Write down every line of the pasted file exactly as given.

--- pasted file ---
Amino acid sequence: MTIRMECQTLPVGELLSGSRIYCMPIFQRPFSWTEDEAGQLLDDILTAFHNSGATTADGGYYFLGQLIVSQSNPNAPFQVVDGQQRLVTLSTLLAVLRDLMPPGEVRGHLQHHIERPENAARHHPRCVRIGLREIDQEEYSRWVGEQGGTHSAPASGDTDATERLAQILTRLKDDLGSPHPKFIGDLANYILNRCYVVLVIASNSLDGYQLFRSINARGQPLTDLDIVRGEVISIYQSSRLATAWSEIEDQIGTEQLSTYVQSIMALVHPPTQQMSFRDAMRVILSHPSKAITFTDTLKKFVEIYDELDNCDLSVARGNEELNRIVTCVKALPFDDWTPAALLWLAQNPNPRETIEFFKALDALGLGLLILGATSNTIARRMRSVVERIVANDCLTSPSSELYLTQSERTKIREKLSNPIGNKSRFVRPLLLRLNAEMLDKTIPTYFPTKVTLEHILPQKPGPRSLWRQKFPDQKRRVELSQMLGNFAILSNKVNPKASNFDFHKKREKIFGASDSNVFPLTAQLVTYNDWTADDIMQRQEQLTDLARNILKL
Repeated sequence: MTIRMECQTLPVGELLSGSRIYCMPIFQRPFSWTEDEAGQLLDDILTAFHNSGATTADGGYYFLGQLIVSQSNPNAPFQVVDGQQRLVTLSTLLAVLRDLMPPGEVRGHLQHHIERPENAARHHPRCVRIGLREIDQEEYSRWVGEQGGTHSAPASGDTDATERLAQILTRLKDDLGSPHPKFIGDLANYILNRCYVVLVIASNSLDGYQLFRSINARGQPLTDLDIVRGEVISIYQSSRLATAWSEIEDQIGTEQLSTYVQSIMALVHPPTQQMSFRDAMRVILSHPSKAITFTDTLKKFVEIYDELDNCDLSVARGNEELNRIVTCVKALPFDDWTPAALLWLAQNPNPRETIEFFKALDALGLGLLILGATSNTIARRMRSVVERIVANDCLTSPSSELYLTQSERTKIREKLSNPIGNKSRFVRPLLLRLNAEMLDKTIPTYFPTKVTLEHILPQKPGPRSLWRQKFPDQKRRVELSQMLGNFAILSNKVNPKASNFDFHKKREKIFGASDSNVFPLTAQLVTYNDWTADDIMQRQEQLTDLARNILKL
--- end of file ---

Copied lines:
Amino acid sequence: MTIRMECQTLPVGELLSGSRIYCMPIFQRPFSWTEDEAGQLLDDILTAFHNSGATTADGGYYFLGQLIVSQSNPNAPFQVVDGQQRLVTLSTLLAVLRDLMPPGEVRGHLQHHIERPENAARHHPRCVRIGLREIDQEEYSRWVGEQGGTHSAPASGDTDATERLAQILTRLKDDLGSPHPKFIGDLANYILNRCYVVLVIASNSLDGYQLFRSINARGQPLTDLDIVRGEVISIYQSSRLATAWSEIEDQIGTEQLSTYVQSIMALVHPPTQQMSFRDAMRVILSHPSKAITFTDTLKKFVEIYDELDNCDLSVARGNEELNRIVTCVKALPFDDWTPAALLWLAQNPNPRETIEFFKALDALGLGLLILGATSNTIARRMRSVVERIVANDCLTSPSSELYLTQSERTKIREKLSNPIGNKSRFVRPLLLRLNAEMLDKTIPTYFPTKVTLEHILPQKPGPRSLWRQKFPDQKRRVELSQMLGNFAILSNKVNPKASNFDFHKKREKIFGASDSNVFPLTAQLVTYNDWTADDIMQRQEQLTDLARNILKL
Repeated sequence: MTIRMECQTLPVGELLSGSRIYCMPIFQRPFSWTEDEAGQLLDDILTAFHNSGATTADGGYYFLGQLIVSQSNPNAPFQVVDGQQRLVTLSTLLAVLRDLMPPGEVRGHLQHHIERPENAARHHPRCVRIGLREIDQEEYSRWVGEQGGTHSAPASGDTDATERLAQILTRLKDDLGSPHPKFIGDLANYILNRCYVVLVIASNSLDGYQLFRSINARGQPLTDLDIVRGEVISIYQSSRLATAWSEIEDQIGTEQLSTYVQSIMALVHPPTQQMSFRDAMRVILSHPSKAITFTDTLKKFVEIYDELDNCDLSVARGNEELNRIVTCVKALPFDDWTPAALLWLAQNPNPRETIEFFKALDALGLGLLILGATSNTIARRMRSVVERIVANDCLTSPSSELYLTQSERTKIREKLSNPIGNKSRFVRPLLLRLNAEMLDKTIPTYFPTKVTLEHILPQKPGPRSLWRQKFPDQKRRVELSQMLGNFAILSNKVNPKASNFDFHKKREKIFGASDSNVFPLTAQLVTYNDWTADDIMQRQEQLTDLARNILKL